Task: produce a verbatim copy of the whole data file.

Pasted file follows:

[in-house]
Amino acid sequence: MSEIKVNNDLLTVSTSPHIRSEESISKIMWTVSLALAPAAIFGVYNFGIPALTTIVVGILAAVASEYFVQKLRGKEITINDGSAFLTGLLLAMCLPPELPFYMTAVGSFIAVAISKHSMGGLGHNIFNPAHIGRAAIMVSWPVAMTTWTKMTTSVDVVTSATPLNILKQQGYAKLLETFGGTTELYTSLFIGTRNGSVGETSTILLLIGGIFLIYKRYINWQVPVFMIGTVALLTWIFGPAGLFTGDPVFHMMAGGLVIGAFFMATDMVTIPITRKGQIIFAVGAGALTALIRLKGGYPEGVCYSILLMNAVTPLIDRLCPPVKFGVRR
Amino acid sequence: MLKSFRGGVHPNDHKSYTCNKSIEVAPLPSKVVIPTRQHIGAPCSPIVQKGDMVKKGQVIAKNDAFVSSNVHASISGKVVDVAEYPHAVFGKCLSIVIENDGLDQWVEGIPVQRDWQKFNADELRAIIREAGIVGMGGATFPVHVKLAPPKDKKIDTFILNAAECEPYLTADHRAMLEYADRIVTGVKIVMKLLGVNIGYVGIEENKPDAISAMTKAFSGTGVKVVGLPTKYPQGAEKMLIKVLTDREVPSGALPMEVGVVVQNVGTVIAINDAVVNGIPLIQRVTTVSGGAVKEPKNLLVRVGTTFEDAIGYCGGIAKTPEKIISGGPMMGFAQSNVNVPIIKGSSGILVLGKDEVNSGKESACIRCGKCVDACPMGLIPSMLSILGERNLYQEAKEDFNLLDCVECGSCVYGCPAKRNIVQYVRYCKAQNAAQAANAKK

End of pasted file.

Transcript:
[in-house]
Amino acid sequence: MSEIKVNNDLLTVSTSPHIRSEESISKIMWTVSLALAPAAIFGVYNFGIPALTTIVVGILAAVASEYFVQKLRGKEITINDGSAFLTGLLLAMCLPPELPFYMTAVGSFIAVAISKHSMGGLGHNIFNPAHIGRAAIMVSWPVAMTTWTKMTTSVDVVTSATPLNILKQQGYAKLLETFGGTTELYTSLFIGTRNGSVGETSTILLLIGGIFLIYKRYINWQVPVFMIGTVALLTWIFGPAGLFTGDPVFHMMAGGLVIGAFFMATDMVTIPITRKGQIIFAVGAGALTALIRLKGGYPEGVCYSILLMNAVTPLIDRLCPPVKFGVRR
Amino acid sequence: MLKSFRGGVHPNDHKSYTCNKSIEVAPLPSKVVIPTRQHIGAPCSPIVQKGDMVKKGQVIAKNDAFVSSNVHASISGKVVDVAEYPHAVFGKCLSIVIENDGLDQWVEGIPVQRDWQKFNADELRAIIREAGIVGMGGATFPVHVKLAPPKDKKIDTFILNAAECEPYLTADHRAMLEYADRIVTGVKIVMKLLGVNIGYVGIEENKPDAISAMTKAFSGTGVKVVGLPTKYPQGAEKMLIKVLTDREVPSGALPMEVGVVVQNVGTVIAINDAVVNGIPLIQRVTTVSGGAVKEPKNLLVRVGTTFEDAIGYCGGIAKTPEKIISGGPMMGFAQSNVNVPIIKGSSGILVLGKDEVNSGKESACIRCGKCVDACPMGLIPSMLSILGERNLYQEAKEDFNLLDCVECGSCVYGCPAKRNIVQYVRYCKAQNAAQAANAKK